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3 results in Natural & Social Sciences Search again

Politics, geography, geology, psychology and sociology are all part of our offer alongside science, nature and ecology. Come along and find out more about a subject that may be new to you and take the opportunity to see how you can apply your learning in your local community. Many of our natural and social science courses offer opportunities to get involved in practical activities too.

Places We Love, Places We Hate: Exploring 'Sense of Place' with Alastair Clark View details

We will draw on our own experience, the arts and academic research to examine how our perception of place plays important part in the lives of most people.

Christmas Lecture - Natural history of Christmas View details

This lecture is part of our Christmas events. The subject specialist will deliver the lecture, with a limited time at the end for questions. Have you ever wondered why turkeys don't come from Turkey! This short course will explore the natural history of Christmas and some of the traditions associated with the wild plants and animals of the British countryside. Find out about the tiny moth that lives in the leaves of mistletoe why we kiss under this parasitic plant. The secrets of holly and Ivy, where Christmas trees originally came from. This special time of the year has associations with many familiar animals, discover what reindeer eat and how they find their food in the middle of winter when it is buried under a blanket of snow, and investigate the secret life of the robin.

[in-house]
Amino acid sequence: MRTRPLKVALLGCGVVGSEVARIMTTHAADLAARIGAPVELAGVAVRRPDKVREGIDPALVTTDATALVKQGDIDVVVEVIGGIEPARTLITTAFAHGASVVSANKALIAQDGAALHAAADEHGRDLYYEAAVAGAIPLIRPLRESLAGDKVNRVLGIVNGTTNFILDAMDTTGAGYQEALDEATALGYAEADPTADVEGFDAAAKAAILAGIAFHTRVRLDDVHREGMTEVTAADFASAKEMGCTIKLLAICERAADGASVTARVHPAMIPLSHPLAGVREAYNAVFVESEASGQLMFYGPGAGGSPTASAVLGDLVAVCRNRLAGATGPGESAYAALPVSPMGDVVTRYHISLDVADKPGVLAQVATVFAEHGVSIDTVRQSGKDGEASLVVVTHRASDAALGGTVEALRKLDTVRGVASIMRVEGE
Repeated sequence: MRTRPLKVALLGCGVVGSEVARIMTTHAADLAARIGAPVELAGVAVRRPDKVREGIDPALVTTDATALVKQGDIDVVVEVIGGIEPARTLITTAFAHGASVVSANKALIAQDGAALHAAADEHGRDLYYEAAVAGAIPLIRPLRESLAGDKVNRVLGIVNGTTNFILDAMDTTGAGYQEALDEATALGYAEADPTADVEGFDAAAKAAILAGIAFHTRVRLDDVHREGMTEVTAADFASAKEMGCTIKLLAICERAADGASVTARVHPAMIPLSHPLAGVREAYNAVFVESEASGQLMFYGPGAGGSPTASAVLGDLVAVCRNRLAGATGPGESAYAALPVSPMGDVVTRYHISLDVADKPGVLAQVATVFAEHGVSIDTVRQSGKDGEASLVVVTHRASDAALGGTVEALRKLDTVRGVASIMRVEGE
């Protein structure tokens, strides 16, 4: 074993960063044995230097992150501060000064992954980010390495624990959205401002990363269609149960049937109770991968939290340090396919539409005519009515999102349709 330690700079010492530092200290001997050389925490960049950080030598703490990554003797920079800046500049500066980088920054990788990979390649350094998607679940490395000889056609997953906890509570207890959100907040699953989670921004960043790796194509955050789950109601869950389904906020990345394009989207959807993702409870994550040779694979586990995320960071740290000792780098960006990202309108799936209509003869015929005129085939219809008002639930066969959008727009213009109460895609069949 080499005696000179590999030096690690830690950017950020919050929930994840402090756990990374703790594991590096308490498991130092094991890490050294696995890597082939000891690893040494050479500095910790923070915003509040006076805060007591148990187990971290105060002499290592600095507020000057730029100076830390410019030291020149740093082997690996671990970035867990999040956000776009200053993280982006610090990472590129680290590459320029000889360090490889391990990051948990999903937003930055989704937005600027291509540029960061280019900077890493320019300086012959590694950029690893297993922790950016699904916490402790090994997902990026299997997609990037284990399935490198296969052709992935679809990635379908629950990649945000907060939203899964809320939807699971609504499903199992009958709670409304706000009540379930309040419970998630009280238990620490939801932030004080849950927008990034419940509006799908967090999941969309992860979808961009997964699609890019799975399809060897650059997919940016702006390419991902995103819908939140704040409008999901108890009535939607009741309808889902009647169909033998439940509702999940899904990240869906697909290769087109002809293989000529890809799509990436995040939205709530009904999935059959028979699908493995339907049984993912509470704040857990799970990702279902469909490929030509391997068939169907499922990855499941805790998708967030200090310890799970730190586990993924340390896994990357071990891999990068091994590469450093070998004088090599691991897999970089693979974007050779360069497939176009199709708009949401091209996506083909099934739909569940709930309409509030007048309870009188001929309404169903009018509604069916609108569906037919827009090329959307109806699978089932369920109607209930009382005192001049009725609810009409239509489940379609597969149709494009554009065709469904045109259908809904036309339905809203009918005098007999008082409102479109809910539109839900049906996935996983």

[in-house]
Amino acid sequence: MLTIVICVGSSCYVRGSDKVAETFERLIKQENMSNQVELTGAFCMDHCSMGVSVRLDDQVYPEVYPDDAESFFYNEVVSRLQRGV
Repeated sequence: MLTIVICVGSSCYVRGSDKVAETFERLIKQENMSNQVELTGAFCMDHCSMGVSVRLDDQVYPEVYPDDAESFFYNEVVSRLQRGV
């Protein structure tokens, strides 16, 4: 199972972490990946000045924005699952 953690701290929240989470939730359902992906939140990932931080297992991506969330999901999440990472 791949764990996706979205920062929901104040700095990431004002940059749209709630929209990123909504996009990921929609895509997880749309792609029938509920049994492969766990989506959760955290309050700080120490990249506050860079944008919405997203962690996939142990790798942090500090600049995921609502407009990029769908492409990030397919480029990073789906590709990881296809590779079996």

Christmas for Curmudgeons? Why economists think gift-giving is wasteful View details

Economists tend to see everything as a set of agreements and transactions which both parties think will make them better off. So Christmas gift-giving is no exception. If the gift is something you wanted, why hadn’t you already bought it yourself? So it follows that most gifts are unwanted, or worth less to the recipient than the amount the giver paid for them. It would be better to gift cash instead, and let the recipients choose what they want. But are we missing something? Are there other reasons for gift-giving, or should Christmas be cancelled?